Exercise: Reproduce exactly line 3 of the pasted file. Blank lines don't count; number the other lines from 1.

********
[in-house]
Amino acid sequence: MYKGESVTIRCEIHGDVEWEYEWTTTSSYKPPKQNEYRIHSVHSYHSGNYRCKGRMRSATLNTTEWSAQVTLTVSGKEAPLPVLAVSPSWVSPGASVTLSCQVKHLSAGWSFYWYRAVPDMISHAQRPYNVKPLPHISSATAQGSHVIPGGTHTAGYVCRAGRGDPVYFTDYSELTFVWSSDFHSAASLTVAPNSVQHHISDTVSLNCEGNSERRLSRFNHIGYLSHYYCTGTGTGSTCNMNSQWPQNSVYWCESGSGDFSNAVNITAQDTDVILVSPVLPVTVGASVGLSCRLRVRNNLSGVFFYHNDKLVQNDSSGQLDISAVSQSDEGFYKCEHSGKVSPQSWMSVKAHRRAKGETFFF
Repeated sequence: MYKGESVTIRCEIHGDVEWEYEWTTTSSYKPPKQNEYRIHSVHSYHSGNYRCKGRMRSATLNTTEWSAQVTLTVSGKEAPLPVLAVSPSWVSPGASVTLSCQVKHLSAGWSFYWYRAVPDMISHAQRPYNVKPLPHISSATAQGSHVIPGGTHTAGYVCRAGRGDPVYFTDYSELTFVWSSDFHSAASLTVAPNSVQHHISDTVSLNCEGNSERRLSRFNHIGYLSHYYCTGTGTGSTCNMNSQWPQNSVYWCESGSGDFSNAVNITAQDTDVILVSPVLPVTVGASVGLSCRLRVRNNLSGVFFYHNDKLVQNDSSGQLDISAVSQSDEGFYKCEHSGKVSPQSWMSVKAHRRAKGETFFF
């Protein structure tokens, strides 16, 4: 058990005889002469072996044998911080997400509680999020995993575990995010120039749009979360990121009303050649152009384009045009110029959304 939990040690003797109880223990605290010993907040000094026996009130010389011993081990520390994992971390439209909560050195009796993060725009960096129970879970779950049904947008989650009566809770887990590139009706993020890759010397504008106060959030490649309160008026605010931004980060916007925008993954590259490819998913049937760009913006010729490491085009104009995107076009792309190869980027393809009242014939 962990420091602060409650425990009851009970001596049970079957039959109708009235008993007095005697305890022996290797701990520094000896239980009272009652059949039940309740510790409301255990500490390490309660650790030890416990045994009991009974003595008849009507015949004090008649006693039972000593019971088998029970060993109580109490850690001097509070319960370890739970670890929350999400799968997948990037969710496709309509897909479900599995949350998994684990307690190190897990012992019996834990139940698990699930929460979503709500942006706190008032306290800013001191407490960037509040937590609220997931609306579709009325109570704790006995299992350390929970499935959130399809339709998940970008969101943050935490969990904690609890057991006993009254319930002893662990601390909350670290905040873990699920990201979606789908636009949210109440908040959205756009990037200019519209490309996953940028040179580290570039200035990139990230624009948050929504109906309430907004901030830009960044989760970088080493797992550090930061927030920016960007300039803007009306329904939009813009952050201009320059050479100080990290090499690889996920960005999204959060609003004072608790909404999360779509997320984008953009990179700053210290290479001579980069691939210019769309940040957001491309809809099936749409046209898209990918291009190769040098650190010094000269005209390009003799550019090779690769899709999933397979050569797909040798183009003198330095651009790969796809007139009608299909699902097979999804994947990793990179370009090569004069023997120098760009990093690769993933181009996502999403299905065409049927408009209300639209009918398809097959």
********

Repeated sequence: MYKGESVTIRCEIHGDVEWEYEWTTTSSYKPPKQNEYRIHSVHSYHSGNYRCKGRMRSATLNTTEWSAQVTLTVSGKEAPLPVLAVSPSWVSPGASVTLSCQVKHLSAGWSFYWYRAVPDMISHAQRPYNVKPLPHISSATAQGSHVIPGGTHTAGYVCRAGRGDPVYFTDYSELTFVWSSDFHSAASLTVAPNSVQHHISDTVSLNCEGNSERRLSRFNHIGYLSHYYCTGTGTGSTCNMNSQWPQNSVYWCESGSGDFSNAVNITAQDTDVILVSPVLPVTVGASVGLSCRLRVRNNLSGVFFYHNDKLVQNDSSGQLDISAVSQSDEGFYKCEHSGKVSPQSWMSVKAHRRAKGETFFF